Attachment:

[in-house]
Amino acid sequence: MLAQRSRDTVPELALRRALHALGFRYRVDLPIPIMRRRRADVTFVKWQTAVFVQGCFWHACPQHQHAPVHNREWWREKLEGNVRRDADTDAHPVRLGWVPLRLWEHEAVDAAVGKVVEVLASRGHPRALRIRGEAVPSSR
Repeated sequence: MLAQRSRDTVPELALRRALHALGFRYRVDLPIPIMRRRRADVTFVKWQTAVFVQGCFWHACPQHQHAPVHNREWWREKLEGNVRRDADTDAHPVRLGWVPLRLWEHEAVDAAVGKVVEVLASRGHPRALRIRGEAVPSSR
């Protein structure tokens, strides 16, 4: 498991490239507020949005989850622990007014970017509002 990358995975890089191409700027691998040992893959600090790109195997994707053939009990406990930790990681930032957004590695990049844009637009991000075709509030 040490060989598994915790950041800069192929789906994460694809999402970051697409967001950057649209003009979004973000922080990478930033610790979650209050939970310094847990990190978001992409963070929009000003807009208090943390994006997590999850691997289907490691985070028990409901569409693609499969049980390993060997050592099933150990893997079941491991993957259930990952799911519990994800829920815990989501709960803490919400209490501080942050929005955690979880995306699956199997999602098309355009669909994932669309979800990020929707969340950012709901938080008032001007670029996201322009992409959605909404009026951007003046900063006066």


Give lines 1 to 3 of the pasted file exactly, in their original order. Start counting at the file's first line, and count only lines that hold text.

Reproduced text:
[in-house]
Amino acid sequence: MLAQRSRDTVPELALRRALHALGFRYRVDLPIPIMRRRRADVTFVKWQTAVFVQGCFWHACPQHQHAPVHNREWWREKLEGNVRRDADTDAHPVRLGWVPLRLWEHEAVDAAVGKVVEVLASRGHPRALRIRGEAVPSSR
Repeated sequence: MLAQRSRDTVPELALRRALHALGFRYRVDLPIPIMRRRRADVTFVKWQTAVFVQGCFWHACPQHQHAPVHNREWWREKLEGNVRRDADTDAHPVRLGWVPLRLWEHEAVDAAVGKVVEVLASRGHPRALRIRGEAVPSSR